The Tennessee legislature's recent enactment of what has been widely named the "Guns in the Trunk" statute, codified at Tennessee Code Annotated § 39-17-1313, has sparked debate across the state about the statute's impact on an employer's ability to wholly ban firearms of any kind on its premises. Among the most impactful inquiries following this enactment is whether the statute has limited the ability of an employer who does ban firearms from its premises to take adverse action if an employee violates this policy or work rule by having a gun in his or her car. While this issue remains unsettled, on May 28, 2013, Tennessee's Attorney General (AG) issued an Opinion interpreting the new law, which is slated to take effect on July 1, 2013.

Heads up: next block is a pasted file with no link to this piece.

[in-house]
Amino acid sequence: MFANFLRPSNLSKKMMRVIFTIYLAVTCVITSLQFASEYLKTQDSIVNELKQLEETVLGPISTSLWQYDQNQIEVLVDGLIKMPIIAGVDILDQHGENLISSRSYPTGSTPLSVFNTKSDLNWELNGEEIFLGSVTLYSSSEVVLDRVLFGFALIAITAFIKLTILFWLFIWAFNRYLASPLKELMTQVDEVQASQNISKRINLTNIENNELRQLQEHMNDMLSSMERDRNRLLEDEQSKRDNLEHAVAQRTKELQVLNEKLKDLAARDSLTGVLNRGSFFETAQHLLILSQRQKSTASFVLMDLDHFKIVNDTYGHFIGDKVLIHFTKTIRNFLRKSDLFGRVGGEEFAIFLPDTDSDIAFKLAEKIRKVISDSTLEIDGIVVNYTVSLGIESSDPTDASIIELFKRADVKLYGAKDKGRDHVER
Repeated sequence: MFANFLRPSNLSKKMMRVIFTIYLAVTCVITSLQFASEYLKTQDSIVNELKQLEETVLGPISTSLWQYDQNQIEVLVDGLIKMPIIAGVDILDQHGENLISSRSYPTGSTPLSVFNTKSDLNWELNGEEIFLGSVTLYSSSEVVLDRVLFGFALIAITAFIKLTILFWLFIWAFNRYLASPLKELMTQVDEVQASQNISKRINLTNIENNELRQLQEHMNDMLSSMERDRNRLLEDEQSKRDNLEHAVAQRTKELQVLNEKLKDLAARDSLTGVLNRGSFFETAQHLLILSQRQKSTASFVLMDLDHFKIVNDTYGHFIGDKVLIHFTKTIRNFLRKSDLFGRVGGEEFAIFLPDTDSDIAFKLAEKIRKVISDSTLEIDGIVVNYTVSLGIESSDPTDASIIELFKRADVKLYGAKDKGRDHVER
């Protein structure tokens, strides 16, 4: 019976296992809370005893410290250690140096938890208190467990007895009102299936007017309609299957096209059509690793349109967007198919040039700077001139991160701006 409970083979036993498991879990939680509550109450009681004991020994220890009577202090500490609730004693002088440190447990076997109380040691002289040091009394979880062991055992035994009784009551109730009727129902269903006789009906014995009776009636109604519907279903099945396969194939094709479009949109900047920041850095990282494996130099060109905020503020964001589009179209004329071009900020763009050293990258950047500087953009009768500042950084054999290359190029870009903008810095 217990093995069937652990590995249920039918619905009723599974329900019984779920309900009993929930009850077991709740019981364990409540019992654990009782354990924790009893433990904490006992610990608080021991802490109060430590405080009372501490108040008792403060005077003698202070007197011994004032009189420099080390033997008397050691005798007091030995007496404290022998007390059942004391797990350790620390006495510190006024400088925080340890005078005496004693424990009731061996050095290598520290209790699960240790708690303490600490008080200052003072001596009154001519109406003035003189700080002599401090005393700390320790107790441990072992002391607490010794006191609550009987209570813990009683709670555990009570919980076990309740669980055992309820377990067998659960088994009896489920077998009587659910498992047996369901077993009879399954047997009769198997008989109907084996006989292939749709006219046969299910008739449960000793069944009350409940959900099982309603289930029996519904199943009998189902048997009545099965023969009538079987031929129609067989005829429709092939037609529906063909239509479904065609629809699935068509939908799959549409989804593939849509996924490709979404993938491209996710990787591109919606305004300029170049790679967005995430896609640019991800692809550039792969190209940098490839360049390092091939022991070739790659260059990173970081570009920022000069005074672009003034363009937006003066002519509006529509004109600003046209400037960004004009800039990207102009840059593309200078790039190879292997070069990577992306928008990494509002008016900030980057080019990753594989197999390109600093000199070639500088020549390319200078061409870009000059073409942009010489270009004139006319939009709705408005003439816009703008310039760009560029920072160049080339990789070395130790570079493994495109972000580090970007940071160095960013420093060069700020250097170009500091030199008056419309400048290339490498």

In AG Opinion-13-41, entitled "Employee's Possession of Firearms and Firearms Ammunition on Employer Property," the AG concludes that the at-will employment doctrine continues to allow Tennessee employers to broadly prohibit guns at work and to take adverse employment action if that prohibition is violated by an employee. The AG specifically notes that the law "[d]oes not address and thus has no impact on the employment relationship between an employer and employee." The AG further explains that "[w]hen one statute contains a given provision, the omission of this same provision from a similar statute is significant to show that a different intention existed." Since other Tennessee laws specifically address the impact, or lack thereof, on the employment relationship, the AG concludes that the absence of such language in this legislation further demonstrates that the statute was not intended to alter or affect employment policies or practices.